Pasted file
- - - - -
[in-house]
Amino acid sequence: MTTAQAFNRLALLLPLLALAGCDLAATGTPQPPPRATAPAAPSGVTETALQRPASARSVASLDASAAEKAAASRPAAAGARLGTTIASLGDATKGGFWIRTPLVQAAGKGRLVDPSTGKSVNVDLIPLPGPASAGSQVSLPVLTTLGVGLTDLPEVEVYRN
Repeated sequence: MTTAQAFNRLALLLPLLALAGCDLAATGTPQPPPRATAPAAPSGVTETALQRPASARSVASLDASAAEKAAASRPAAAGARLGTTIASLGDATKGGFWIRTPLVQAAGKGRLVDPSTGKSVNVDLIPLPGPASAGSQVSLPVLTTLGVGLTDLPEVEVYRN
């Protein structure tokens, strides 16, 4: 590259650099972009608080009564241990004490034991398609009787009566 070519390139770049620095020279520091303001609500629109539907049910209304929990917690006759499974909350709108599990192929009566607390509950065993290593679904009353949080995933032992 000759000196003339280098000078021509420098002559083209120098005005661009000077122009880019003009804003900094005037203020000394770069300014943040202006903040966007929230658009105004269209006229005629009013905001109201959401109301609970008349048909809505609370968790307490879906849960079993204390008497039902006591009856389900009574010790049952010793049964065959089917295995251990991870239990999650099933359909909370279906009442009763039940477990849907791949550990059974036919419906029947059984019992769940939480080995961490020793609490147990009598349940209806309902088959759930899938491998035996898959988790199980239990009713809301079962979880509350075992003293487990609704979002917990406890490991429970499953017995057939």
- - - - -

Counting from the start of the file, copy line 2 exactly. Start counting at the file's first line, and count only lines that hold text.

Amino acid sequence: MTTAQAFNRLALLLPLLALAGCDLAATGTPQPPPRATAPAAPSGVTETALQRPASARSVASLDASAAEKAAASRPAAAGARLGTTIASLGDATKGGFWIRTPLVQAAGKGRLVDPSTGKSVNVDLIPLPGPASAGSQVSLPVLTTLGVGLTDLPEVEVYRN